A young ballet dancer bends forward to massage her foot, while her somberly dressed older companion sits silently beside her on a bench. They appear to be waiting, perhaps for an audition or itsoutcome. The two figures are a study in contrasts: The athletic dancer dressed in a dazzling costume reflects the glamour and artifice of the stage, while the shabbily dressed, bent figure represents thedrabness of everyday life.
Edgar Degas painted modern life; his subjects, including laundresses, milliners, nightclub singers, horse races, and the ballet, reflected contemporary Parisianoccupations and diversions. From the 1860s onward, Degas frequented the Paris Opéra, where he made numerous studies of performances, rehearsals, and backstage scenes. Later, he would refine and combine thesemotifs in his studio, in exercises of daring technical skill and compelling psychological subtlety. Here he demonstrated his complete mastery of the pastel technique. Delicately blended strokes arecombined with bold hatching and emphatic slashes; pink, blue, and creamy tones describe the dancer in contrast to the dark, severe form of the older woman.http://www.getty.edu/art/gettyguide/artObjectDetails?artobj=829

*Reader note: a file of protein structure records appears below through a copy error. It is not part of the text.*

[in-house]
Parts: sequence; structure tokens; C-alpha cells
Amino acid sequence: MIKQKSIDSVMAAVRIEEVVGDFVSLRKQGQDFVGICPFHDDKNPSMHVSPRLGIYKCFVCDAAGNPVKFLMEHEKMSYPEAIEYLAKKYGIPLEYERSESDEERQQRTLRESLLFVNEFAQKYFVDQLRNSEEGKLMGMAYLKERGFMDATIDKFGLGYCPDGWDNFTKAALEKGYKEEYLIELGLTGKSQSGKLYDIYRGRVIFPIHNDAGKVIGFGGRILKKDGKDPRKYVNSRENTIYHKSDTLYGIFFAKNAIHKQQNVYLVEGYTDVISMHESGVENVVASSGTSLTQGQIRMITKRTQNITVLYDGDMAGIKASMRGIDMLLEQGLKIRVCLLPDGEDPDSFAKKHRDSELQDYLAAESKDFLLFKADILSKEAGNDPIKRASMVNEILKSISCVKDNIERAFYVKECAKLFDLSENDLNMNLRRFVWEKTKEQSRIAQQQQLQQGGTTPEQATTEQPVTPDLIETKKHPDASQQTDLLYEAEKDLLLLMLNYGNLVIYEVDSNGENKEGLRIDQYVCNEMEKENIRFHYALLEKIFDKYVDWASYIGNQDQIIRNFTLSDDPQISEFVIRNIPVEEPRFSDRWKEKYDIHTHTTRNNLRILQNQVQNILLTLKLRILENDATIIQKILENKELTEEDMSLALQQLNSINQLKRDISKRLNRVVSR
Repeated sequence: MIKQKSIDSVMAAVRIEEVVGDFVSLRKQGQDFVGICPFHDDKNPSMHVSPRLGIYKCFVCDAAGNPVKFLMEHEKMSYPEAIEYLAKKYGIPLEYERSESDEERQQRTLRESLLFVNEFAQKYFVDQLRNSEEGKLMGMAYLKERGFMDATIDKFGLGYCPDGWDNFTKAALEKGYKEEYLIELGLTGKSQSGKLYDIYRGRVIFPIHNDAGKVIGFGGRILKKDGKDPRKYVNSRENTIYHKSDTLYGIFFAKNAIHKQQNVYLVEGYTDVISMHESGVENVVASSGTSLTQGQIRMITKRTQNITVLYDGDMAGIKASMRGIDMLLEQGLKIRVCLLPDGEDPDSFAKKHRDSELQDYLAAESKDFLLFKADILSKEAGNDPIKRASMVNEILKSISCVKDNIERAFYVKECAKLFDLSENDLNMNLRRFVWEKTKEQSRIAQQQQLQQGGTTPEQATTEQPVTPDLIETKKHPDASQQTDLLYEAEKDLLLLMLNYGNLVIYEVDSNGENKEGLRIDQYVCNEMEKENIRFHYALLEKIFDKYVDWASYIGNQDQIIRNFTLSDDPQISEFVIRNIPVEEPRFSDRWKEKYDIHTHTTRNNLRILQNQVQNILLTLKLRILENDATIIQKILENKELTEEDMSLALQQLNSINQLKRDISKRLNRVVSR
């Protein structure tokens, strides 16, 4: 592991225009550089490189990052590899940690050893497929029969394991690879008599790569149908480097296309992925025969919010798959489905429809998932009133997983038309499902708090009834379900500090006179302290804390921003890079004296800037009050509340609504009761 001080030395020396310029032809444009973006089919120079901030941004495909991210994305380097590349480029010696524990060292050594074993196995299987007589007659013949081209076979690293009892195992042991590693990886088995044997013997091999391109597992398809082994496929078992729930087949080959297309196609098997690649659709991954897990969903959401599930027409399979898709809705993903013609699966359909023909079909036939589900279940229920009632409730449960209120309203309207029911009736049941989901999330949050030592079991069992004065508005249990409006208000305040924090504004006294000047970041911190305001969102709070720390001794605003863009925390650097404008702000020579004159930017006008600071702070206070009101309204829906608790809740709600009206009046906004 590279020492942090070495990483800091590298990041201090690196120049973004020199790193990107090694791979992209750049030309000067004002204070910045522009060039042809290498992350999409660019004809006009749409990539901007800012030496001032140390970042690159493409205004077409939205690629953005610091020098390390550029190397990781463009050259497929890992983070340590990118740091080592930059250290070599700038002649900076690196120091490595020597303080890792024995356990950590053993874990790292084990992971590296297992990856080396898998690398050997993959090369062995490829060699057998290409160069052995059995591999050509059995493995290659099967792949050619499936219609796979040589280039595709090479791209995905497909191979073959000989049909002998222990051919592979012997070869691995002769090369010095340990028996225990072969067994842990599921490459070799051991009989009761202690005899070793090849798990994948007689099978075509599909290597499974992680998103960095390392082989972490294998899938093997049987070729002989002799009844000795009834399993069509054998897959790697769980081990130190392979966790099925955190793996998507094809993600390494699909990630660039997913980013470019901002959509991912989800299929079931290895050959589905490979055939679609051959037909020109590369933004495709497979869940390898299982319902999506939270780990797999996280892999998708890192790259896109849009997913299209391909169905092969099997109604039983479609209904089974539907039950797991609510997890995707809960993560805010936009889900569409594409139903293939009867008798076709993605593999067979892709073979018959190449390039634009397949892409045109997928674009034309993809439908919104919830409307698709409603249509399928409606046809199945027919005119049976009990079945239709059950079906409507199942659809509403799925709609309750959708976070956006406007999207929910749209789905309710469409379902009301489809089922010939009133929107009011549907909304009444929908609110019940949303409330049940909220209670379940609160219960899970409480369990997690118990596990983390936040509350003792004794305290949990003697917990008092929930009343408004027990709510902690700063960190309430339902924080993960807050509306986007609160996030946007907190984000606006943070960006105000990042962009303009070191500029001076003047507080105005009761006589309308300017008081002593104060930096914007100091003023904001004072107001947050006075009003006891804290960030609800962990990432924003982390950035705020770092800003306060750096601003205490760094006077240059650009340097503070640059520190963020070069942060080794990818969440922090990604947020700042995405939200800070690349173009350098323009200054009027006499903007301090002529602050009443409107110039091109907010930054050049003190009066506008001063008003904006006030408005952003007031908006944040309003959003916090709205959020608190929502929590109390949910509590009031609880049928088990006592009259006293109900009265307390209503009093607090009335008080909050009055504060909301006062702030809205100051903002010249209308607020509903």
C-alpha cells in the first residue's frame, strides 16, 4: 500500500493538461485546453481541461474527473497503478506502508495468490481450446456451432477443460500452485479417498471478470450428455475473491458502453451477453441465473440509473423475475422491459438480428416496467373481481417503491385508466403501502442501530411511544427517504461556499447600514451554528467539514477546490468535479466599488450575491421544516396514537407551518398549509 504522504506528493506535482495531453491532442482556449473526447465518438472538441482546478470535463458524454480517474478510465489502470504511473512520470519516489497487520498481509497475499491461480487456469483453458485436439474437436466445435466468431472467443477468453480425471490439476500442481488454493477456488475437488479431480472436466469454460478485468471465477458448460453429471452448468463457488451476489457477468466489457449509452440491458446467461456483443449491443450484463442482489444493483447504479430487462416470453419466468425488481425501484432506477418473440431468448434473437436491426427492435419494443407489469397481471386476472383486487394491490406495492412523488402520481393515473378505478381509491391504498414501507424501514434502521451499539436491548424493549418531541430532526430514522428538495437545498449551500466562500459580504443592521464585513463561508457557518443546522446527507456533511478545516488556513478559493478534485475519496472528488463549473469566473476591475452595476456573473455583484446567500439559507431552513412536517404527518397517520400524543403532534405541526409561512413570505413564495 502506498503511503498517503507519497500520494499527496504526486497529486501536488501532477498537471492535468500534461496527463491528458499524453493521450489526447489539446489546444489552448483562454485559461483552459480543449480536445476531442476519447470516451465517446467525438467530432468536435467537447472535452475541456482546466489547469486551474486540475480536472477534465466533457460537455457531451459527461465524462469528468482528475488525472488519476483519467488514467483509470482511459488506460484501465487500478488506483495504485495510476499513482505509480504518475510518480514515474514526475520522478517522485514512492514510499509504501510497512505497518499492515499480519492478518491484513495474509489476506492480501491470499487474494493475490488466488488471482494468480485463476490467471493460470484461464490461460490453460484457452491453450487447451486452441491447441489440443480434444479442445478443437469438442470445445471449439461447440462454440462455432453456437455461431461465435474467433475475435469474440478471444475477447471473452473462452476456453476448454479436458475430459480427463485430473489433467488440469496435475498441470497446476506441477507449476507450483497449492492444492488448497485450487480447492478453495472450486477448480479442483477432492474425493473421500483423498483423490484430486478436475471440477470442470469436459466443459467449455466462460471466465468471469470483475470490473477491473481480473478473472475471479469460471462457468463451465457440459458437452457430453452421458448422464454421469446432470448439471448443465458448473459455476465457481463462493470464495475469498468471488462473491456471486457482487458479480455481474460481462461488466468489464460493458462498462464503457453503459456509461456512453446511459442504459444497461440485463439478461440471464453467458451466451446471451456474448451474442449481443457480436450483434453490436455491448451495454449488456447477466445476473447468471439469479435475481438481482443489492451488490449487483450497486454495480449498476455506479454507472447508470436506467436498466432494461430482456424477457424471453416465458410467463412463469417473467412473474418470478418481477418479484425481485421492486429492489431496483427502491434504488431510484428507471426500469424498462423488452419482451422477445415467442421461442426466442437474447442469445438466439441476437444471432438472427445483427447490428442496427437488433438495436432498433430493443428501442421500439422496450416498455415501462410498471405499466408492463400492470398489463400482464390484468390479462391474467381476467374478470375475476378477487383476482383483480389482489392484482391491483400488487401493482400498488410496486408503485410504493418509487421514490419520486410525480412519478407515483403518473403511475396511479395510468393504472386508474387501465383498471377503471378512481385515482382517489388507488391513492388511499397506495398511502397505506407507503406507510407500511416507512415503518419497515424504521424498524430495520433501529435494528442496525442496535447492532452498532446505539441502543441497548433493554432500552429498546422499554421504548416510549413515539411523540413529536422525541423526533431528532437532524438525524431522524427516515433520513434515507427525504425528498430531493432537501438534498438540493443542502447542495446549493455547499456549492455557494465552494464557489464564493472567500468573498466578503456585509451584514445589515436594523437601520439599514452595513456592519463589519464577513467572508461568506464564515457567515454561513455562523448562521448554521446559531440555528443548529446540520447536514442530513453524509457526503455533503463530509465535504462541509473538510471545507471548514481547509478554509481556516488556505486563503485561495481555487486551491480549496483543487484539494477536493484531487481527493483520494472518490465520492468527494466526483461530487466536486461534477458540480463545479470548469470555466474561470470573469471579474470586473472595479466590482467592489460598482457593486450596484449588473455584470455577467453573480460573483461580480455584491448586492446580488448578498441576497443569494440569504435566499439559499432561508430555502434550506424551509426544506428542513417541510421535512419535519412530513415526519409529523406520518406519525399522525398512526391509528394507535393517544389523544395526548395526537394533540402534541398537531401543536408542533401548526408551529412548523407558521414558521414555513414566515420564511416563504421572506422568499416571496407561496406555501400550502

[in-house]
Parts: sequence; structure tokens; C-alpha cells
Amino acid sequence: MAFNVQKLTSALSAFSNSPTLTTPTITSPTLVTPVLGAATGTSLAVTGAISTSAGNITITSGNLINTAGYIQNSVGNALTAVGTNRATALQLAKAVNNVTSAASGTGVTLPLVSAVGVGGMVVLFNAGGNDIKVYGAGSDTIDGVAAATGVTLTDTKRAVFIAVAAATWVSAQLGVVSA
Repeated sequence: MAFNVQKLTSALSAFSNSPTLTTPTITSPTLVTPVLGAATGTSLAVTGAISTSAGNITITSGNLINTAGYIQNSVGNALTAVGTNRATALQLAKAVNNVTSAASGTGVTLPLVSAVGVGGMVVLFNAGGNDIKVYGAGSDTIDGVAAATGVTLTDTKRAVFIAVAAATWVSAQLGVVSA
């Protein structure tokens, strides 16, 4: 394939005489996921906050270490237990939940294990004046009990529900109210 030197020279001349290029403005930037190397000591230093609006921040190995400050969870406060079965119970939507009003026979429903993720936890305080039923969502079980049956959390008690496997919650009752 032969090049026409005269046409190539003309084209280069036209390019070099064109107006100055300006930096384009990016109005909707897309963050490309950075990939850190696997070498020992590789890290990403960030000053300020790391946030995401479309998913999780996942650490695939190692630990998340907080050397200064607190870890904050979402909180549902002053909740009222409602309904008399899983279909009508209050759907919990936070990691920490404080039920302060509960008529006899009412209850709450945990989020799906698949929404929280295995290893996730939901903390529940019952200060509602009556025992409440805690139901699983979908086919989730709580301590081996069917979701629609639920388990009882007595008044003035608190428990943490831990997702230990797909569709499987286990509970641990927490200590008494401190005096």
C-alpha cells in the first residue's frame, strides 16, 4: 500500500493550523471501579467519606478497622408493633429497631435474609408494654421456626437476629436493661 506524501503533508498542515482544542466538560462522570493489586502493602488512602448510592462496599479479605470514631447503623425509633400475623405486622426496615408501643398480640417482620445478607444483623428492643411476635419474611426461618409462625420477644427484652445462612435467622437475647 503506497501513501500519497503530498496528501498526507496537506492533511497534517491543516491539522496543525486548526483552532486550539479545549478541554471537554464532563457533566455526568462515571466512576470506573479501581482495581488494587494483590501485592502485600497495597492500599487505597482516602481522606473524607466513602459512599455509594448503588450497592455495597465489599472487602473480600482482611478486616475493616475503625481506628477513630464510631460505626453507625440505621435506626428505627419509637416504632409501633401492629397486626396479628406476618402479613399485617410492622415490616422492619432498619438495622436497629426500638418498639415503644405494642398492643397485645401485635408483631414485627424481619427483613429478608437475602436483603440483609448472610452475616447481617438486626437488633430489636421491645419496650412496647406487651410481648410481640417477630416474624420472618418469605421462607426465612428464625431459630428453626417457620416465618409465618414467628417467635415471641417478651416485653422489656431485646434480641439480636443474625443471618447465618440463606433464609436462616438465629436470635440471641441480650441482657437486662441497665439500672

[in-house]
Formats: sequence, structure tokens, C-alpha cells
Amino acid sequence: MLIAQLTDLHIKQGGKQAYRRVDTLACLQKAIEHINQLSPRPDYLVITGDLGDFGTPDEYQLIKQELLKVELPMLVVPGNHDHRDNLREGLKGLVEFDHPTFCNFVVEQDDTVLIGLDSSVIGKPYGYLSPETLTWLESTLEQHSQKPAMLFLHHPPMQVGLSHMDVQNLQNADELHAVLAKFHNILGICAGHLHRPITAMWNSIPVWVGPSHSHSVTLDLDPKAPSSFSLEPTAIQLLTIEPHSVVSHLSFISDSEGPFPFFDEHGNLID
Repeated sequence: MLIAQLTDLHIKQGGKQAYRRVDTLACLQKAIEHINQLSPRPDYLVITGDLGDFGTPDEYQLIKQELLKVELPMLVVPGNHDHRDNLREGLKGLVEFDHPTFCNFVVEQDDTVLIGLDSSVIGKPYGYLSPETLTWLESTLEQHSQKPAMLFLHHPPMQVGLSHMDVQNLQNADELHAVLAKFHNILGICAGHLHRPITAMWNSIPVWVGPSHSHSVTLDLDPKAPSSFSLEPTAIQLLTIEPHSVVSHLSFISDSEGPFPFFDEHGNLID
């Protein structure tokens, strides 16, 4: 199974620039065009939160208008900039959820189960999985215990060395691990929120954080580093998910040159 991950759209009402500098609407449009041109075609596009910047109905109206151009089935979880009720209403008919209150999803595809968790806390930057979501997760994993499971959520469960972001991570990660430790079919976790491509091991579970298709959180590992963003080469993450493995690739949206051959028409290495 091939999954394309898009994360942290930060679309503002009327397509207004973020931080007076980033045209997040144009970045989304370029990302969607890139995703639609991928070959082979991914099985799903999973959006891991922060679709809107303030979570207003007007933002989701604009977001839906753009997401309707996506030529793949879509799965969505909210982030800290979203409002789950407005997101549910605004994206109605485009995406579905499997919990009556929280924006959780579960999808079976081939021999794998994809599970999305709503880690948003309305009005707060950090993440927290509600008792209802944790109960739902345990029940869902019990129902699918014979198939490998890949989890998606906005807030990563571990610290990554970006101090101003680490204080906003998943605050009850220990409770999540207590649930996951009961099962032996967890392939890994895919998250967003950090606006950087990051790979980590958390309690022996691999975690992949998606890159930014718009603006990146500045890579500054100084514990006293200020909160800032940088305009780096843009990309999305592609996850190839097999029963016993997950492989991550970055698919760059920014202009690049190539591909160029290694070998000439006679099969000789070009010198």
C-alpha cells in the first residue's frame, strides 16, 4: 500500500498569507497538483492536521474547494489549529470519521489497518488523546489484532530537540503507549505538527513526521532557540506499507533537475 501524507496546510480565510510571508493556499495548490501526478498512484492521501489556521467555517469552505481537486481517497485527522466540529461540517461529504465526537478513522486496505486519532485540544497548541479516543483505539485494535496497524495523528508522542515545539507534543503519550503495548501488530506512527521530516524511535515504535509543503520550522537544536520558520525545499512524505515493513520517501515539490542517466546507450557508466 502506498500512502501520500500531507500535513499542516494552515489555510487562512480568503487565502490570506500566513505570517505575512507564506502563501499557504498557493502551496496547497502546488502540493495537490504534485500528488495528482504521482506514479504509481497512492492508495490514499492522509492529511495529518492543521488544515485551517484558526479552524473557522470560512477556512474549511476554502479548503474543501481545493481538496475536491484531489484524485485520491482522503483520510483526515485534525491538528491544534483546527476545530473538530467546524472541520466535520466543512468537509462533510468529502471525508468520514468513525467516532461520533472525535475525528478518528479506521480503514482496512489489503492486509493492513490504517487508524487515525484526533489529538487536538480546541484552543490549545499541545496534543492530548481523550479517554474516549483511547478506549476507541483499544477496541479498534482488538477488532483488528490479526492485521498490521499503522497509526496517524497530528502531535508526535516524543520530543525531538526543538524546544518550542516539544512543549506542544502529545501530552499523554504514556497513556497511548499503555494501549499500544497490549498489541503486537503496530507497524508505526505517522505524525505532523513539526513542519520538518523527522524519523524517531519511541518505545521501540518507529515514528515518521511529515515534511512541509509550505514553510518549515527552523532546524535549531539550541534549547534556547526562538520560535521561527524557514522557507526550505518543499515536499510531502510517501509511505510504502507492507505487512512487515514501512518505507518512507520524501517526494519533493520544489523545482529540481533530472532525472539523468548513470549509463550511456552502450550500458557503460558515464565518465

now the vast majority of his dance images in both oil and pastel alluded, in the broadest sense, to the wings, an un complicated physical space that could be re-createdat will with screens and other props, and subsequently animated with a hand-picked cast and rainbow-colored costumes.
"marvelous works of precision and memory, of perspicacity and reverie,"according to the critic Gustave Geffroy.
THEe bizarre conse quences of this tendency are particularly evident in discussions of his dance works, which first appeared when Degas was a virtually unknownartist in the i 86os and con tinued as a major preoccupation until the end of his working life around I9 I .
all animated by a comparably rhythmic play of heads, torsos, and limbs